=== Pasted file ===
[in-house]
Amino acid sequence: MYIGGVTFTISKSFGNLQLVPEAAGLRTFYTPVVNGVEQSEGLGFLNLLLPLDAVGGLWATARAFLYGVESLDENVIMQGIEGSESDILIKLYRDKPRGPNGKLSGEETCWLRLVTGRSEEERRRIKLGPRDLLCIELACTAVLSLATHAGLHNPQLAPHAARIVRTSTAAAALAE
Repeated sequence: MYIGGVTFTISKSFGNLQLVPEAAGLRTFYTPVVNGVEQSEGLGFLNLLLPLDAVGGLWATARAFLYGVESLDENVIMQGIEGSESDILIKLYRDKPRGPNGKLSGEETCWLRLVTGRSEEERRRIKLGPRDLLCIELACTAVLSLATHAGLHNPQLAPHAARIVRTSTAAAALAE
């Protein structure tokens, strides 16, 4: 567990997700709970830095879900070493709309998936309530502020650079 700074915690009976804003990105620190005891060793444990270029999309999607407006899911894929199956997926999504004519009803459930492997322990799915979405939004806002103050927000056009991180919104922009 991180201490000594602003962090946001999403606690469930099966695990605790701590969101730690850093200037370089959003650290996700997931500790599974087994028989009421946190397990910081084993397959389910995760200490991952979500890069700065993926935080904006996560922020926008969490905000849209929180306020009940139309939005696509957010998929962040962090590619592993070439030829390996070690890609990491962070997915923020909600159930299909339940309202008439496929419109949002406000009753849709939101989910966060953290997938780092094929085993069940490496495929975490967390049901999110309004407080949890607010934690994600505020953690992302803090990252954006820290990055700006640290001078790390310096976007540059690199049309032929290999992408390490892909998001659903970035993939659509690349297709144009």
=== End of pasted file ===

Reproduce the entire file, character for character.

[in-house]
Amino acid sequence: MYIGGVTFTISKSFGNLQLVPEAAGLRTFYTPVVNGVEQSEGLGFLNLLLPLDAVGGLWATARAFLYGVESLDENVIMQGIEGSESDILIKLYRDKPRGPNGKLSGEETCWLRLVTGRSEEERRRIKLGPRDLLCIELACTAVLSLATHAGLHNPQLAPHAARIVRTSTAAAALAE
Repeated sequence: MYIGGVTFTISKSFGNLQLVPEAAGLRTFYTPVVNGVEQSEGLGFLNLLLPLDAVGGLWATARAFLYGVESLDENVIMQGIEGSESDILIKLYRDKPRGPNGKLSGEETCWLRLVTGRSEEERRRIKLGPRDLLCIELACTAVLSLATHAGLHNPQLAPHAARIVRTSTAAAALAE
């Protein structure tokens, strides 16, 4: 567990997700709970830095879900070493709309998936309530502020650079 700074915690009976804003990105620190005891060793444990270029999309999607407006899911894929199956997926999504004519009803459930492997322990799915979405939004806002103050927000056009991180919104922009 991180201490000594602003962090946001999403606690469930099966695990605790701590969101730690850093200037370089959003650290996700997931500790599974087994028989009421946190397990910081084993397959389910995760200490991952979500890069700065993926935080904006996560922020926008969490905000849209929180306020009940139309939005696509957010998929962040962090590619592993070439030829390996070690890609990491962070997915923020909600159930299909339940309202008439496929419109949002406000009753849709939101989910966060953290997938780092094929085993069940490496495929975490967390049901999110309004407080949890607010934690994600505020953690992302803090990252954006820290990055700006640290001078790390310096976007540059690199049309032929290999992408390490892909998001659903970035993939659509690349297709144009």